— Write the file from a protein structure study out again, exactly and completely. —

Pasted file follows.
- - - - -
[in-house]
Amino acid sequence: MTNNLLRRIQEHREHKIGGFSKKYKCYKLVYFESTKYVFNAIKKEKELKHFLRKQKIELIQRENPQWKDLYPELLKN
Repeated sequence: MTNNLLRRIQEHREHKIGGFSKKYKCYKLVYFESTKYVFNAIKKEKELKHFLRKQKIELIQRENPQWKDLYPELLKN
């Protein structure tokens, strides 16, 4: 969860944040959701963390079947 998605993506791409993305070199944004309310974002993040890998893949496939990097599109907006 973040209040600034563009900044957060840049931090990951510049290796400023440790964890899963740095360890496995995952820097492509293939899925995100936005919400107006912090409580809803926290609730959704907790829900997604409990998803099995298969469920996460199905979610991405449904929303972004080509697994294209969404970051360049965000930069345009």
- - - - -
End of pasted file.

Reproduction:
[in-house]
Amino acid sequence: MTNNLLRRIQEHREHKIGGFSKKYKCYKLVYFESTKYVFNAIKKEKELKHFLRKQKIELIQRENPQWKDLYPELLKN
Repeated sequence: MTNNLLRRIQEHREHKIGGFSKKYKCYKLVYFESTKYVFNAIKKEKELKHFLRKQKIELIQRENPQWKDLYPELLKN
């Protein structure tokens, strides 16, 4: 969860944040959701963390079947 998605993506791409993305070199944004309310974002993040890998893949496939990097599109907006 973040209040600034563009900044957060840049931090990951510049290796400023440790964890899963740095360890496995995952820097492509293939899925995100936005919400107006912090409580809803926290609730959704907790829900997604409990998803099995298969469920996460199905979610991405449904929303972004080509697994294209969404970051360049965000930069345009």